However, according to the Friends of the Earth organisation:

'The review of Australia's regulatory capacity to manage new risks associated with the use of extremely tiny particles and technologies was conducted by a team of researchers at Monash University. This report finds truck-sized holes in Australia's regulation of the science of the small. Gaps this big mean that risky nanomaterials are effectively unregulated, leaving us vulnerable to a repeat of the asbestos tragedy. Less than two months ago a new study confirmed that carbon nanotubes cause the same disease and health harm that asbestos does. These nanomaterials are now used internationally, unlabelled, in sports equipment, specialty car parts, reinforced plastics and electronics. It is unknown if they are used commercially in Australia.'[8]

The AON used the Monash report to make its conclusion that regulations in Australia are sufficient, however  Associate Professor Thomas Faunce, from Australian National University's Medical School, found fault with the Monash University report and was quoted on the ABC as saying :

'All the research at the moment tends to indicate nanoparticles have unusual toxicities related to size and shape. 'In this sort of climate it's much better if regulatory authorities apply the precautionary principle and start developing nano-specific regulatory structures. If we don't we're going to have a catastrophe-driven approach to regulation, where we wait for a major public health crisis to arise because of nanoparticles causing toxicity in people.'

In the USA, the Environment Protection Authority (EPA) is responsible and has recently taken action to bring nanotechnology under more scrutiny.

US Regulates Nanoscale Silver as Pesticide

In the US, the EPA regulates products intended to control pests and producers of pesticide products must submit scientific and technical data for review by EPA to ensure that the use of a pesticide will not generally cause unreasonable adverse effects on human health or the environment.

The EPA has decided that one technology, nanosilver, is a pesticide and therefore needs to be regulated under the Federal Insecticide, Fungicide, and Rodenticide Act. Nanosilver uses the antimicrobial properties of silver. Small amounts of nanosilver are released to the environment when the material is used in air fresheners and washing machines, among other products.[9]

It is now implementing regulations to provide an effective framework for regulating all pesticide products that are a product of nanotechnology or that contain nanoscale materials and examining potential hazard, exposure, policy, regulatory, and international issues that may be associated with such nanoscale pesticides or particles.

Occupational exposure to nano particles

Workers handling nanomaterials may be exposed to them via inhalation, dermal exposure and ingestion, although workplace levels have not in general been adequately characterised. Of particular concern is that Instruments that can monitor the particle number, size distributions and surface areas of nanomaterials in the workplace are available but require a degree of expertise and are relatively expensive.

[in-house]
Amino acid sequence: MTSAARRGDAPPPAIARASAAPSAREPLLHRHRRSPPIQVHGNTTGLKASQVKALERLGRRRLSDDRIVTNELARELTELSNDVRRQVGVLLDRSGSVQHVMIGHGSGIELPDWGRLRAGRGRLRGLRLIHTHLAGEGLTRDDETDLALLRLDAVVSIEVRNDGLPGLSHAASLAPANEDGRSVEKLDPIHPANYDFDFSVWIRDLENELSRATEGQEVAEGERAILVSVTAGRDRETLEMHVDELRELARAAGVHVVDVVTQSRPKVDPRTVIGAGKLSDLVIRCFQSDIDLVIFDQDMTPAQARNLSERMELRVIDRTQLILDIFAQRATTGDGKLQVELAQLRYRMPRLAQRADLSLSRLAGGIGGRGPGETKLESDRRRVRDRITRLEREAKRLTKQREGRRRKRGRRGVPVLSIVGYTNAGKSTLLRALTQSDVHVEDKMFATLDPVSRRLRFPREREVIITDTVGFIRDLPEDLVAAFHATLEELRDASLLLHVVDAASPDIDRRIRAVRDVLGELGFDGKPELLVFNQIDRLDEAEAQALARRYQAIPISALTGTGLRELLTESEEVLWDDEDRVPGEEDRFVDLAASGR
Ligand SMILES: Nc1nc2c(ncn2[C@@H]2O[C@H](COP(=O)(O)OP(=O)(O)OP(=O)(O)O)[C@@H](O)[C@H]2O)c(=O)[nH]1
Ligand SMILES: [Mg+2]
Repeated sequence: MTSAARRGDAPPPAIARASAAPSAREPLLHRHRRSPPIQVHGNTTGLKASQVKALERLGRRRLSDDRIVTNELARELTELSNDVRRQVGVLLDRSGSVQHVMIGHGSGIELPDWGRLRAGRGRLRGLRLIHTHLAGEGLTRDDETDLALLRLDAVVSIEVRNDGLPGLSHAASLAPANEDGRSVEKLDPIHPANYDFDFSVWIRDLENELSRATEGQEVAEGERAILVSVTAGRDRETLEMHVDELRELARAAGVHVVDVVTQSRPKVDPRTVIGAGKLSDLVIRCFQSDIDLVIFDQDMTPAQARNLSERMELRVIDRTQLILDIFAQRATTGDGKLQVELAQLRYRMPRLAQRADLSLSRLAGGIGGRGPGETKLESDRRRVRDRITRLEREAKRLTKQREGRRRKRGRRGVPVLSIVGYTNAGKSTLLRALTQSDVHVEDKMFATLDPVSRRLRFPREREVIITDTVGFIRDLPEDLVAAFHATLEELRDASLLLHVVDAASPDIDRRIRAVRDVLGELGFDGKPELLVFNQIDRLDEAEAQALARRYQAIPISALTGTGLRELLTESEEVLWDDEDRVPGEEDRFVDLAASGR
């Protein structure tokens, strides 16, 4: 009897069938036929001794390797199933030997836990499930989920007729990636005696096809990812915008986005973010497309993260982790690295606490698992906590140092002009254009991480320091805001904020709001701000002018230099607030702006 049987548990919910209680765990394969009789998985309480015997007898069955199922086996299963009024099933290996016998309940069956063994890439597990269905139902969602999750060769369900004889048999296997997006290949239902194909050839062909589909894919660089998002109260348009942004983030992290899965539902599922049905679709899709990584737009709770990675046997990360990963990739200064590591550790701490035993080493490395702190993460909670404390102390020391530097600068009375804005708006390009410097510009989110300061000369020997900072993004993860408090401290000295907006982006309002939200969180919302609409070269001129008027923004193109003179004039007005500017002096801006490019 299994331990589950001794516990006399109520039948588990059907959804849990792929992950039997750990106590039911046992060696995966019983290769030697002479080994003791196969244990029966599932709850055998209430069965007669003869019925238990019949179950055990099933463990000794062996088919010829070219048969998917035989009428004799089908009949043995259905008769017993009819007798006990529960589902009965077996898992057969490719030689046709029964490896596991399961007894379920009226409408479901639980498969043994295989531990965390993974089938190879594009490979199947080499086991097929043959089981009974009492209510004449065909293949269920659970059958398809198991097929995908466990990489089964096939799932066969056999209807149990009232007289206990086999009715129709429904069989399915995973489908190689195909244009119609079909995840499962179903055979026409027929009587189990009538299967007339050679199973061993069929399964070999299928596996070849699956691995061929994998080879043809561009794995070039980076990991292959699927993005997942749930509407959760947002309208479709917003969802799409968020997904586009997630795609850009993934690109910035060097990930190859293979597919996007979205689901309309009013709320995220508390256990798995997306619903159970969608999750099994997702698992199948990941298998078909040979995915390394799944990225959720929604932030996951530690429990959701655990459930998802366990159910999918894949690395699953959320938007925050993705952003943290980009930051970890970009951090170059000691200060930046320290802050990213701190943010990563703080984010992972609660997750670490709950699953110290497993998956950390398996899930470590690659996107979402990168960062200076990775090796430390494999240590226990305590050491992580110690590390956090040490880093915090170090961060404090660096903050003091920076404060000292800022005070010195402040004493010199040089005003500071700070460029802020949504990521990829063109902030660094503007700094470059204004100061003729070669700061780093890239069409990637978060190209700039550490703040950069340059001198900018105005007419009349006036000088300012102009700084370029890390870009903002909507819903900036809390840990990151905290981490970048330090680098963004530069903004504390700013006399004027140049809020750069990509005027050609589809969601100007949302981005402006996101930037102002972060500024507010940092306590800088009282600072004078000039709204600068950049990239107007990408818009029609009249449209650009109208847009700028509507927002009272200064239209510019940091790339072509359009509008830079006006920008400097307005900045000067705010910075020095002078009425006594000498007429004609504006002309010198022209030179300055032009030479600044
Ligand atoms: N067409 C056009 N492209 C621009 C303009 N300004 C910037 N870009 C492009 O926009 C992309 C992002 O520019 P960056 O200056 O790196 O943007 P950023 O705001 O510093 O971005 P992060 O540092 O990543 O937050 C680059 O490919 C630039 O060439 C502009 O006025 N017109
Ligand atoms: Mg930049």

Moreover, workplace exposure standards are currently unavailable and appropriate methods that accurately characterise nanomaterial exposure have not been established. Due to the poorly characterised toxicity and other impacts of nanomaterials, measures taken to reduce the exposure of workers should apply the precautionary "as low as reasonably practicable" (ALARP) approach[10].

This is best achievable through risk management programs that broadly encompass all hierarchies of risk controls currently used for ultrafine particulates, especially the use of appropriate engineering controls, administrative controls, personal protective equipment, behavioural assessment and education.

ecospecifier's Position on Nanotechnology

ecospecifier considers that nanoscale materials have important benefits to offer society, but that these benefits should not overshadow the potential risks. As in all product assessments ecospecifier will draw on the latest information and research and will use the precautionary principle in assessing products where adequate research into health or environmental benefits does not exist. This includes transparent assessment of risks in reporting of Certified and Verified products. We also echo the call of eminent researchers for all governments to develop nano-specific regulatory structures.

 

Author: David Baggs

© Ecospecifier 2011



[1] Accessed 29/3/12 at http://nano.foe.org.au/node/241

[5] The Lycurgus Cup: A Roman Nanotechnology, accessed 29/3/12 at www.goldbulletin.org/assets/file/ goldbulletin/.../Lycurgus_4_40.pdf

[8] Accessed 29/3/12 at http://nano.foe.org.au/node/241

[10] NanoSafe Australia OHS Position Paper November 2007 acessed on 29/3/12 at http://mams.rmit.edu.au/72nuxiavskpg.pdf